You’re a writer. Writers are supposed to write, but you’re stuck. No matter how hard you try you just can’t seem to finish your novel. The words won’t come or you write pages and pages and then delete them. We’ve all been there.
Being a writer isn’t easy and getting stuck is something that happens to all of us.
Here are some practical tips I’ve used for getting unstuck so I can finish a book.
Look at Structure
We all write differently. Some of us start with detailed outlines, some of us just jump in and start writing, some of us do something halfway in between. No matter what your method is you can still get stuck.
One of the things that has helped me most is to let go of the thing I’m stuck on and take a step back to look at the structure of my story. This works for non-fiction too by the way, everything is a story. What are the bones of my story? Where does it start, where does it end? What are the steps in between? Usually when I’m stuck it’s because I know something is wrong, I just don’t know what it is. Stepping back will usually help me find it.
Have a Chat with Your Characters
Who knows your story better than you do? The people in it. When I’m really stuck sometimes the key to getting unstuck is to have an imaginary chat with my characters.
- “If this happens, what are you going to do?”
- “How will you feel if this happens?”
- “Why are you doing this?”
Engaging with my characters like this helps me to look at the story differently. When I try to force a scene, my writing feels stilted and awkward. Talking to my characters and engaging with them as real people with real reactions, feelings, and goals takes the focus off the mechanics of writing and allows the story to flow in a way that feels authentic.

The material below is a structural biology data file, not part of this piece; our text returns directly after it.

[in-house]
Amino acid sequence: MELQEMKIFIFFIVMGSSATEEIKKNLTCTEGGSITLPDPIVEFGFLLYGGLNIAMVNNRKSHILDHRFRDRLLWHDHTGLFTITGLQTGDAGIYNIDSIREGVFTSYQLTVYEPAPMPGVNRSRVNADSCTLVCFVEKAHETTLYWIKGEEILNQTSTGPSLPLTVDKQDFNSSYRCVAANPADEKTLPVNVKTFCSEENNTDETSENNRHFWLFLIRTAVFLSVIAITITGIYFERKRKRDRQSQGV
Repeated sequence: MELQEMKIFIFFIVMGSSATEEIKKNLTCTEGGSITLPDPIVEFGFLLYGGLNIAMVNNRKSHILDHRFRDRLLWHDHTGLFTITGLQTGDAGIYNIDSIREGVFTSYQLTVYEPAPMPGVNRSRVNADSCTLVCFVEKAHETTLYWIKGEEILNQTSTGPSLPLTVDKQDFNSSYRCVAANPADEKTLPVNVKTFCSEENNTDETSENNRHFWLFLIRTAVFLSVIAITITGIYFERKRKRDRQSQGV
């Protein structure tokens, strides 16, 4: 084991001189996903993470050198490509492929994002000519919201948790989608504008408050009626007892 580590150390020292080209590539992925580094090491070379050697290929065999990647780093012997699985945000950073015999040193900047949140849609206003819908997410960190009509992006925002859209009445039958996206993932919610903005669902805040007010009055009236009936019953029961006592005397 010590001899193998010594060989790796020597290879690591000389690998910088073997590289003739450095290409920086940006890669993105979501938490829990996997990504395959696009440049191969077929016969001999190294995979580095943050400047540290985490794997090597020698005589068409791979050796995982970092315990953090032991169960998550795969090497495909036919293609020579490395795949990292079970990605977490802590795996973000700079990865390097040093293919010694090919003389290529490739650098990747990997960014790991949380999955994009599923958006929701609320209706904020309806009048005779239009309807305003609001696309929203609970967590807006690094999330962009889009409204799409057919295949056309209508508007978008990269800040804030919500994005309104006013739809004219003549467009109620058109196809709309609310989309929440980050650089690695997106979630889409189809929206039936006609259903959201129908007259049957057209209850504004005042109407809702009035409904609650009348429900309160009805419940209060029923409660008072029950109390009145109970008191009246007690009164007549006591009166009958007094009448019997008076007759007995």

Do an Inventory
Take some time to go through what you’ve written and do an inventory of what’s actually there. What happens in each scene? This goes for people who start with a detailed outline too. Just because you started with an outline doesn’t mean you followed it! Once you have your inventory you can look at it and ask yourself these questions:
- Does it flow?
- Does it make sense?
- Is anything missing?
When I do this I always find something that needs work. I start there and the words start flowing again.
Take a Step Back
Sometimes when I’m stuck it’s because I’m fixated on something small: a problem in the story, a particular scene, something that just won’t flow or make sense, or what happens next. I’ve been known to spend days working on the same scene writing it and deleting it or staring at a blank page berating myself. The only thing that works for me when I’m stuck like this is to take a huge step back and ask myself “Why?”
Look at your story as a whole. Ask yourself these questions:
- Why are you writing this story?
- What are you trying to convey?
- What do you want your readers to feel?
Write down the answers then go through the inventory of what you’ve actually written (seriously do the inventory!) and ask yourself:
- Does what I’ve written do the things I set out to do?
When I’m stuck the answer is almost always, “No.” Now I’m not stuck anymore, I know what the work is. It’s not usually easy work but writing isn’t supposed to be easy. If it was, everyone would have a finished novel!
So next time you’re stuck, listen to yourself. Your intuition is telling you that something is wrong, something is missing, something isn’t working. Have a chat with your characters, take a step back, take an inventory, figure out what’s missing. You can do this, you’re a writer!
Laurie MacNevin, HF Associate Editor
Laurie is an editor, writer, and researcher. Her deep love of stories led to an Honours degree and a Master’s degree in English Language and Literature from the University of Windsor. Originally from Southern Ontario, Laurie has lived in Manitoba for more than ten years, exploring the stories, landscape, plants, and people of some of the most remote parts of the province including three years in Churchill and two years in God’s Lake Narrows First Nation. Laurie and her family now live on an acreage outside of Carberry.
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